Arché is a philosophical research centre at the University of St Andrews. The centre aims to provide a supportive and collaborative research environment for projects in all areas of contemporary philosophy of logic, language, mathematics, mind and metaphysics.

For more information please visit the Philosophical Research Centre for Logic, Language, Metaphysics and Epistemology (Arché) home page

Recent Submissions

  • Paradoxes of signification 

    Read, Stephen (2016-11-24) - Journal article
    Ian Rumfitt has recently drawn our attention to a couple of paradoxes of signification, claiming that although Thomas Bradwardine's "multiple-meanings'' account of truth and signification can solve the first of them, it ...
  • Transformative treatments 

    Paul, L. A.; Healy, Kieran (2018-06) - Journal article
    Contemporary social-scientific research seeks to identify specific causal mechanisms for outcomes of theoretical interest. Experiments that randomize populations to treatment and control conditions are the “gold standard” ...
  • No help on the hard problem 

    Ball, Derek Nelson (2016-11-17) - Journal item
    The hard problem of consciousness is to explain why certain physical states are conscious: why do they feel the way they do, rather than some other way or no way at all? Arthur Reber (2016) claims to solve the hard problem. ...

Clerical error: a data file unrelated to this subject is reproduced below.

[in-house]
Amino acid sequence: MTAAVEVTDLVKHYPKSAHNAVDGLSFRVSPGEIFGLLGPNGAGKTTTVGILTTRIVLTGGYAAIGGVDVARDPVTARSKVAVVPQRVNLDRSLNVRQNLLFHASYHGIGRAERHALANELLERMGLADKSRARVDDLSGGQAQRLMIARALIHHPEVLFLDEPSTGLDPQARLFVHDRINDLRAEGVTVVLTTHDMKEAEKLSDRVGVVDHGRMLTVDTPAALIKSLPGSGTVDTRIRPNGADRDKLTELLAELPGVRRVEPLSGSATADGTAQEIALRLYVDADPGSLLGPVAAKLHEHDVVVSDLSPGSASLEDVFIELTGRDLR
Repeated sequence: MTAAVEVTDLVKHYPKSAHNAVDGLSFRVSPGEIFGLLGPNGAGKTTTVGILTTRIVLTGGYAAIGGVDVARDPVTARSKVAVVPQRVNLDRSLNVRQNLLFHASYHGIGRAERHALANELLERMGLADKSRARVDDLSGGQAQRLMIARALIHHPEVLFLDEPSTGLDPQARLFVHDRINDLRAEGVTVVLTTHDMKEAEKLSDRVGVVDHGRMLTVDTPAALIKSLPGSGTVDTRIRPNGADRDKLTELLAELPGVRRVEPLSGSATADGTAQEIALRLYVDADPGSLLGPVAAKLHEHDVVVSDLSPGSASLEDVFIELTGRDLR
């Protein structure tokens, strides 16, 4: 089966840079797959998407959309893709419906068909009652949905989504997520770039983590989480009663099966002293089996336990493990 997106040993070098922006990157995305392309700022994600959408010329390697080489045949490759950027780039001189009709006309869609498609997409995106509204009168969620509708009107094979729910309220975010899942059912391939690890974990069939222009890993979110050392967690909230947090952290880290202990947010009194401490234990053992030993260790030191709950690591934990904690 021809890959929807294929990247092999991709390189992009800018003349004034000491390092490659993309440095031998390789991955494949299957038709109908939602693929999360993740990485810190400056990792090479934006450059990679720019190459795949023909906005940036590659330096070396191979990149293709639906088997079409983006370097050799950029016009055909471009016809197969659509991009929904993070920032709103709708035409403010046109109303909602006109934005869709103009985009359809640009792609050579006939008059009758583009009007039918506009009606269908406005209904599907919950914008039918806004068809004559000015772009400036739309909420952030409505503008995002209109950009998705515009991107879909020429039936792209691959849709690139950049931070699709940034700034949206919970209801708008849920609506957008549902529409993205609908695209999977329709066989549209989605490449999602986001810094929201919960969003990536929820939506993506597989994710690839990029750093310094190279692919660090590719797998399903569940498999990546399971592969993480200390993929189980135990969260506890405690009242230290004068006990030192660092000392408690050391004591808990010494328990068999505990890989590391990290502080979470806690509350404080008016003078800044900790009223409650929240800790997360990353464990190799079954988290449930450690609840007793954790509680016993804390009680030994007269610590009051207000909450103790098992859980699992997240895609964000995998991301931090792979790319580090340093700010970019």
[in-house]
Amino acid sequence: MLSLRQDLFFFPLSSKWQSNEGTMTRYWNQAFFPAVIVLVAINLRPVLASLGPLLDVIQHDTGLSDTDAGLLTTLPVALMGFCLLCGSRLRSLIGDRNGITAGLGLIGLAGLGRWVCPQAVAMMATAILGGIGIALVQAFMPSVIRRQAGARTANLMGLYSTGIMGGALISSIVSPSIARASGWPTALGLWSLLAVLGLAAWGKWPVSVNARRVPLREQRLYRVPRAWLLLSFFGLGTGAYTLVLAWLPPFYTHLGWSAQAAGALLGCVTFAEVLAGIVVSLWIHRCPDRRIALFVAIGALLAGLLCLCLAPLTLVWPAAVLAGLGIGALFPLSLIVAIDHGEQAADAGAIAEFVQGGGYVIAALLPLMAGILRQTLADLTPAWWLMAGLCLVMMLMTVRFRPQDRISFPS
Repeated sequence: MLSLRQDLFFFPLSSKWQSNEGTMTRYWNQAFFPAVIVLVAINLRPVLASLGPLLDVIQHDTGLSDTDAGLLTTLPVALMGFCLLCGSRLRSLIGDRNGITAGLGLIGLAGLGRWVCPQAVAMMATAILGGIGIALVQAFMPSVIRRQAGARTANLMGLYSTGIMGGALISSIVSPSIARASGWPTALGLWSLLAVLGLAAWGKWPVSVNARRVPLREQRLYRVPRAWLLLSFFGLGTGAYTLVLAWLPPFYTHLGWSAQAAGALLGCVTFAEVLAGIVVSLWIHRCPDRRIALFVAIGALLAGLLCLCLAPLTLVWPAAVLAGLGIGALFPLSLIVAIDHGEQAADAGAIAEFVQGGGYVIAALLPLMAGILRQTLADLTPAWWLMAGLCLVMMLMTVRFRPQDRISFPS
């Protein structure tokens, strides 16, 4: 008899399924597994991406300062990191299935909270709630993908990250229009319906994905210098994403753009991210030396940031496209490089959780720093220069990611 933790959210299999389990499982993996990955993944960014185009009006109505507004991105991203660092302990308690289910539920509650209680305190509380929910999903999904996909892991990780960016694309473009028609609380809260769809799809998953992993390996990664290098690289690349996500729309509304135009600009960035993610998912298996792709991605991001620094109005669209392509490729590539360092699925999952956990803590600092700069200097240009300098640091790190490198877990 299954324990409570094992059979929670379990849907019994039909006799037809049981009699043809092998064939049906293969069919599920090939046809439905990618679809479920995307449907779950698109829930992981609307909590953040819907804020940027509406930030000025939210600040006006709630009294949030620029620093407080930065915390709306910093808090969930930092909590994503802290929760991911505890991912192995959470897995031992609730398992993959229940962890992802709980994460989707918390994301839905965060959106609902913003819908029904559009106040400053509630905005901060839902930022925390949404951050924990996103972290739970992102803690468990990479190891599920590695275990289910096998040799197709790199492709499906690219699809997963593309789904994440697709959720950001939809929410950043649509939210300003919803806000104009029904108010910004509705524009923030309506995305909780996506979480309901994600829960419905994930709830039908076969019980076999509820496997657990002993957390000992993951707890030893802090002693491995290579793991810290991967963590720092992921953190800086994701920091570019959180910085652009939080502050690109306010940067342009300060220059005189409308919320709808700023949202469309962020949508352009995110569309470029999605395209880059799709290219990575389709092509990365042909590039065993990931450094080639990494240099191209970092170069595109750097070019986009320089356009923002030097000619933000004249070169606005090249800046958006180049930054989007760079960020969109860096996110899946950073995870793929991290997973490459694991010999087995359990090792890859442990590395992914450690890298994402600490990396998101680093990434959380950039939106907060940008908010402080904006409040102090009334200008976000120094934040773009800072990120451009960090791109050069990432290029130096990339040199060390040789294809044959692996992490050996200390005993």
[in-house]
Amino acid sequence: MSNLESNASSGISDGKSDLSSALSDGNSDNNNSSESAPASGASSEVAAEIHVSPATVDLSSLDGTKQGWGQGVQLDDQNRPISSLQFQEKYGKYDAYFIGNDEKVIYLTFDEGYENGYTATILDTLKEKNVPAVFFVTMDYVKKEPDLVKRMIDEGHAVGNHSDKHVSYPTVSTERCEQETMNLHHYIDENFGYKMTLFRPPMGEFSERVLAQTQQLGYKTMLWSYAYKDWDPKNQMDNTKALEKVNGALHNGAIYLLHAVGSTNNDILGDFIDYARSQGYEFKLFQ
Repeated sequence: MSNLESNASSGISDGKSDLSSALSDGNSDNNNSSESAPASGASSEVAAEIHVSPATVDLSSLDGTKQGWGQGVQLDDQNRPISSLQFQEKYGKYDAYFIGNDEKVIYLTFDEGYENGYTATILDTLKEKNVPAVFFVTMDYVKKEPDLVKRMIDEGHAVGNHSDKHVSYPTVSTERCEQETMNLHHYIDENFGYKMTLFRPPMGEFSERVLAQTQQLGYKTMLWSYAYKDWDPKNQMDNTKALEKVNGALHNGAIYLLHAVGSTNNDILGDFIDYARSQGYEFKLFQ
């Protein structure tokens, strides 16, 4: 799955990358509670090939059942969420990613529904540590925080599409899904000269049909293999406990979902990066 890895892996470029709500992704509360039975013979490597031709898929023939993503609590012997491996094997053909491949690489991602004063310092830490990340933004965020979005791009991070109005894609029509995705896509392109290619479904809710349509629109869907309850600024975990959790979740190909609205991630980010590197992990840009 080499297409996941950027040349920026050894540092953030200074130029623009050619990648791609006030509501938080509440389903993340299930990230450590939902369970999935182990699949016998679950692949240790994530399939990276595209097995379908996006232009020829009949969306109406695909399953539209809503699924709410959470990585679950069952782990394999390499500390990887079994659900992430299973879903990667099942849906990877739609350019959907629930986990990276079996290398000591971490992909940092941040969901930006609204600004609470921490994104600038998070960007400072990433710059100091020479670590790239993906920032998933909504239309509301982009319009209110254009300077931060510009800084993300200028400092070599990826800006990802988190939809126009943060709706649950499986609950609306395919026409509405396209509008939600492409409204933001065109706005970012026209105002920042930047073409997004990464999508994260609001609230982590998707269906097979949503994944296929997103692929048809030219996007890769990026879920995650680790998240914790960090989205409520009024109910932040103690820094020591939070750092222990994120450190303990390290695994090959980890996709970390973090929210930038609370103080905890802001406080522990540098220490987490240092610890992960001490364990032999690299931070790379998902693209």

• Knowing without knowing : implicit cognition and the minds of infants and animals 

    Gomez, Juan-Carlos; Kersken, Verena Angela; Ball, Derek Nelson; Seed, Amanda Madeleine (2017) - Journal article
    The main aim of this paper is to highlight the need to address the conceptual problem of “implicit knowledge” or “implicit cognition” —a notion especially important in the study of the nonverbal minds of animals and infants. ...
  • Contextualism about evidential support 

    Brown, Jessica Anne (2016-03) - Journal article
    In this paper, I examine a contextualist thesis that has been little discussed in comparison with contextualism about knowledge, namely contextualism about evidential support. This seems surprising since, prima facie, ...

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